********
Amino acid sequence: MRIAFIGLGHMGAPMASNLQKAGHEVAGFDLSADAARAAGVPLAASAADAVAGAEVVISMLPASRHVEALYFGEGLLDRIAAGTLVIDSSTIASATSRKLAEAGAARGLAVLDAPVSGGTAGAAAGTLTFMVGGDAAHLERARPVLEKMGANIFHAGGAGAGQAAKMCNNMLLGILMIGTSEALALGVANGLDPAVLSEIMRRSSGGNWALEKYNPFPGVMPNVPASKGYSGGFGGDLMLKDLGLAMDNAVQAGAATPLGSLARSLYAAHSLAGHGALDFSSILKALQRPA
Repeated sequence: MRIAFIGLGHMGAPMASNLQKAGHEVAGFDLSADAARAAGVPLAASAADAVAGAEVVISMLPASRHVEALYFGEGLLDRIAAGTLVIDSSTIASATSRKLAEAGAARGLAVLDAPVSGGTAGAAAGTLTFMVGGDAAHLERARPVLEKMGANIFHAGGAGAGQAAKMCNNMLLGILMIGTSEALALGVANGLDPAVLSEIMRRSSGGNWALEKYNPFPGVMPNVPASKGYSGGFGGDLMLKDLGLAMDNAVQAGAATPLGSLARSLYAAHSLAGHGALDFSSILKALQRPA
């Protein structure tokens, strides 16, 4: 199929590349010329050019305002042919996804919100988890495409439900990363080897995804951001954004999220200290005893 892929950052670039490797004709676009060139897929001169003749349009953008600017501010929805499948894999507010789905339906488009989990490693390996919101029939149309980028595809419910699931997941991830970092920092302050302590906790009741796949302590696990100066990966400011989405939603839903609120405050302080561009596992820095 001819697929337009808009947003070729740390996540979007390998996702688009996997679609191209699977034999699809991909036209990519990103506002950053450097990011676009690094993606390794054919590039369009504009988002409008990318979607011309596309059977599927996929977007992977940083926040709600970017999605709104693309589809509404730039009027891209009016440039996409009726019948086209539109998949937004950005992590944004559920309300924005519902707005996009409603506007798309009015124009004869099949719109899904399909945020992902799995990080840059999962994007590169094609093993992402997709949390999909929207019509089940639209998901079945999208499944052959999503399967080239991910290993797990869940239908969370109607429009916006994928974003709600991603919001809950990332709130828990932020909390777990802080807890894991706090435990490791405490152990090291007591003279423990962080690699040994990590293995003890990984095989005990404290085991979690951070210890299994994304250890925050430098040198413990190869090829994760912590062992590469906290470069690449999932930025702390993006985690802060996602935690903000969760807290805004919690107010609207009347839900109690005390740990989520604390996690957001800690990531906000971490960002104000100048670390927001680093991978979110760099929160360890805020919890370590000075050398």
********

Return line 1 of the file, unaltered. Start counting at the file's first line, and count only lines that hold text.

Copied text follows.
Amino acid sequence: MRIAFIGLGHMGAPMASNLQKAGHEVAGFDLSADAARAAGVPLAASAADAVAGAEVVISMLPASRHVEALYFGEGLLDRIAAGTLVIDSSTIASATSRKLAEAGAARGLAVLDAPVSGGTAGAAAGTLTFMVGGDAAHLERARPVLEKMGANIFHAGGAGAGQAAKMCNNMLLGILMIGTSEALALGVANGLDPAVLSEIMRRSSGGNWALEKYNPFPGVMPNVPASKGYSGGFGGDLMLKDLGLAMDNAVQAGAATPLGSLARSLYAAHSLAGHGALDFSSILKALQRPA